OTTAWA -- Over the next year, the top-secret National Security and Intelligence Committee of Parliamentarians plans to probe the threat foreign interference poses to Canada, and examine how the military collects and uses information about Canadians.
The committee gave notice this week of its planned studies for the year, all of which will happen behind closed doors.
The high-level oversight body was created in 2017, and mirrors similar committees set up in the other "Five Eyes" alliance countries. Members include MPs and Senators, who must have the highest level, or “top secret” security clearance.
The committee garnered a higher profile in Canada and abroad after then-member Tony Clement stepped down from all parliamentary roles after revealing he sent sexually explicit images and a video of himself to someone he thought was a consenting female, but who was actually a "foreign actor" seeking to financially extort the long-time MP. Months later, two men in West Africa were arrested and accused of being behind the blackmail attempt.
This situation prompted questions over potential security ramifications and the vetting of members of the committee.
As the committee looks to the year ahead the first study on its agenda will be a look at the threat of foreign interference to Canada's national security and the measures currently in place to counter it.
Then the plan is to move on to a probe of the Canada Border Services Agency's national security and intelligence activities related to enforcing immigration and customs laws.
Next up will be a review of "issues of diversity and inclusion in Canada's security and intelligence community." Specifically the committee will look at federal security agencies' progress and consult leaders in these offices to recommend ways to improve the culture and representation within the highest levels of the intelligence community.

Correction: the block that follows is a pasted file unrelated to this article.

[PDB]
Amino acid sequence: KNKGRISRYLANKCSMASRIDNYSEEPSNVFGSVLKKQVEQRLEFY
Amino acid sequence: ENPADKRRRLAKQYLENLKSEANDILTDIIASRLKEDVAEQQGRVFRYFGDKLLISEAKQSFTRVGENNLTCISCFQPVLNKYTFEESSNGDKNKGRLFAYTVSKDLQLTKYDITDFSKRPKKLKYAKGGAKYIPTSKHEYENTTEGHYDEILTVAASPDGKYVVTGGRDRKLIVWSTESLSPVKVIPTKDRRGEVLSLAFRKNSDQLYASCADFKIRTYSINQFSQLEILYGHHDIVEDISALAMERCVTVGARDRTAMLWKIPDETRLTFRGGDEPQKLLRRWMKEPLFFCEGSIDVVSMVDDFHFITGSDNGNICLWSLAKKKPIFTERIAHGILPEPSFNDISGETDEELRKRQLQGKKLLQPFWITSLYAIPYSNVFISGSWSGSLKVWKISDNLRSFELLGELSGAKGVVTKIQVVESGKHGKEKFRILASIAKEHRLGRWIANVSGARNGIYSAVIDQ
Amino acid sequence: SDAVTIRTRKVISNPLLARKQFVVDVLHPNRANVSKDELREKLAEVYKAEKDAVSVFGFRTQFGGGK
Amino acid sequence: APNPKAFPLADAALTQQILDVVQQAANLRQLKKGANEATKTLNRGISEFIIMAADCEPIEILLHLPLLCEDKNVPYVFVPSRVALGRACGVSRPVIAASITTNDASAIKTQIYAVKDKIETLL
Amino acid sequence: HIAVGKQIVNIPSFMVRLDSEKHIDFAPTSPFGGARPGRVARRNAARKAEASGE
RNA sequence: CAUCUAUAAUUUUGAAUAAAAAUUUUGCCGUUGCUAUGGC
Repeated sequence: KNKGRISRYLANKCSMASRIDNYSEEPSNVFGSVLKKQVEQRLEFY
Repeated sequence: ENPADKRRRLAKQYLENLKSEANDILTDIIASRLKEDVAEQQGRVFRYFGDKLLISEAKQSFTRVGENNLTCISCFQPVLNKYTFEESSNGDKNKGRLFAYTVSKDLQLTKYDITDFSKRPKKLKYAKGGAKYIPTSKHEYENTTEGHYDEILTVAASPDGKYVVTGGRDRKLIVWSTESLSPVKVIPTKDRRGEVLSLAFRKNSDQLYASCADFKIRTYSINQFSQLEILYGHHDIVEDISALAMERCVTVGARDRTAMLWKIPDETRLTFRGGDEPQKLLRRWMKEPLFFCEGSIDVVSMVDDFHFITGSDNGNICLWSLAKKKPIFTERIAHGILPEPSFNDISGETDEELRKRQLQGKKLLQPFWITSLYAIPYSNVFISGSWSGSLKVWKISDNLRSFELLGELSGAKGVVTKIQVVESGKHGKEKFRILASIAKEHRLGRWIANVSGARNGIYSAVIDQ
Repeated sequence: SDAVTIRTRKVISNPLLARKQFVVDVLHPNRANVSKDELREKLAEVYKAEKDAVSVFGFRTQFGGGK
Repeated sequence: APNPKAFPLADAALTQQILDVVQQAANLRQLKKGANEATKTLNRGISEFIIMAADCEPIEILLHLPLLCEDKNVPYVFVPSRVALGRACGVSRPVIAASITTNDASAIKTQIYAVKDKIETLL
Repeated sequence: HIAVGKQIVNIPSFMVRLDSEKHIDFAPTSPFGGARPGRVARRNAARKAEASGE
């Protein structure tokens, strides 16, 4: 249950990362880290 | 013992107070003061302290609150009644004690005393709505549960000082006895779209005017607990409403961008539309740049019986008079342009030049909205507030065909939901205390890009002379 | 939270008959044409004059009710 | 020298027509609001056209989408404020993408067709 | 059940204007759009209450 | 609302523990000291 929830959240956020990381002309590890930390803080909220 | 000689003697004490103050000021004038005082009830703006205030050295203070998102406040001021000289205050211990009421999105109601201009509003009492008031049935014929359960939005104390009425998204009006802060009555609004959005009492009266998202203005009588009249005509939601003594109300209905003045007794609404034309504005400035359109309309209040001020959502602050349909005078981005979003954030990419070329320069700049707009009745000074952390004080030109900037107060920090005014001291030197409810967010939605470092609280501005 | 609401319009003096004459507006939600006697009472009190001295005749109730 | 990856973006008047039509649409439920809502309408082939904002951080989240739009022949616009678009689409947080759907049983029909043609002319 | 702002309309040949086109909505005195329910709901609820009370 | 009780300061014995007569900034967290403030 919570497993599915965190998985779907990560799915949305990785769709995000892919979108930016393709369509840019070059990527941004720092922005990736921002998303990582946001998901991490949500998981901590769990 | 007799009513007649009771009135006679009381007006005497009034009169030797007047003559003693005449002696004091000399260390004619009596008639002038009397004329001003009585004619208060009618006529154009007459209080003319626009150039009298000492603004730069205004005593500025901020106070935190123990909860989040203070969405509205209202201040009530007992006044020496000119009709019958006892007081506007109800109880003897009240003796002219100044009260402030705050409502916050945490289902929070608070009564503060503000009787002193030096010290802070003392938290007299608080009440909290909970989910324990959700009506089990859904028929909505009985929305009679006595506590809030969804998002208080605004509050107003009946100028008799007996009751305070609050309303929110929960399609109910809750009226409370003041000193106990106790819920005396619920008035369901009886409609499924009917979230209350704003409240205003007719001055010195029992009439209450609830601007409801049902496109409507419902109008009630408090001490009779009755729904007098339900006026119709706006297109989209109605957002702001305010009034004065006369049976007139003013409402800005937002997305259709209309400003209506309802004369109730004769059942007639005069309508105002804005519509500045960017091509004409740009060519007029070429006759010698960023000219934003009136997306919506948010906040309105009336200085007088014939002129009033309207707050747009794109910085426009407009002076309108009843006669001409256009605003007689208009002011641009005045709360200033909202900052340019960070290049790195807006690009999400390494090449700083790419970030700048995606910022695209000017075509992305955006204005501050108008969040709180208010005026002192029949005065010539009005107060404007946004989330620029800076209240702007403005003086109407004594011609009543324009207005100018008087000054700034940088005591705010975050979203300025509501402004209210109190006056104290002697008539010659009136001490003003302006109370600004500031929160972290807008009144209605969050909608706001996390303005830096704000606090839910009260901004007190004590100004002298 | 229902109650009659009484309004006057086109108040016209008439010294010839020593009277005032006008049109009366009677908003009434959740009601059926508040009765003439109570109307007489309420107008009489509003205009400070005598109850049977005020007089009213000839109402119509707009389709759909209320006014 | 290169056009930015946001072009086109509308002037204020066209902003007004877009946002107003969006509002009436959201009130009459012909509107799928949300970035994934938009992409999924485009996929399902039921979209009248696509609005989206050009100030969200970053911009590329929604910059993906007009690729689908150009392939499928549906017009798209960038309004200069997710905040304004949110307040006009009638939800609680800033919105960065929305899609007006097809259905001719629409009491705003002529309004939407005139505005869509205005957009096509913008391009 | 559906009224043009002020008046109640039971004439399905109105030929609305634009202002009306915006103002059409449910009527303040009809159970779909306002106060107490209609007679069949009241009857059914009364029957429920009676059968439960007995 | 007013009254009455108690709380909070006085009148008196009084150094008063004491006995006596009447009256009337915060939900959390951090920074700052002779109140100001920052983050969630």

Lastly, the committee is looking to examine the way the Department of National Defence and the Canadian Armed Forces collect, use, and disseminate information about Canadian citizens as it conducts defence intelligence activities.
The committee's findings and recommendations on the military's treatment of citizens' data will be submitted to the prime minister and the minister of national defence before the end of 2019.
Of course, all this work could be usurped by other issues that may arise. The committee can undertake special studies at any time, as it did with the prime minister's troubled India trip in 2018.
"Our planned reviews for 2019 will continue to build a picture of the various parts of the security and intelligence community and how it works together to protect our security, our freedoms and our institutions," said chair of the committee Liberal MP David McGuinty in a statement.
The 11-member committee has continued to meet despite being having vacancies in both of the spots reserved for Conservative MPs. In addition to Clement's vacancy, the spot held by late-Conservative MP Gord Brown has been vacant since May 2018. There has already been a byelection in the riding he held, where a new Conservative MP has been named.
The appointments and necessary clearances rest with the Privy Council Office and Prime Minister Justin Trudeau.
"The Committee is continuing to meet, but is looking forward to welcoming two new members from the Official Opposition as soon as possible," executive director of the committee told CTVNews.ca in a statement.
Asked about when the new Conservative members will be named, PMO spokesperson Eleanore Catenaro told CTV News.ca that the processing is "almost complete" and they expect the new additions will be named "in short order."
Just before Christmas, the committee issued its first annual report to the prime minister, and a declassified version will be tabled in Parliament within 30 sitting days, meaning it could be April before that happens.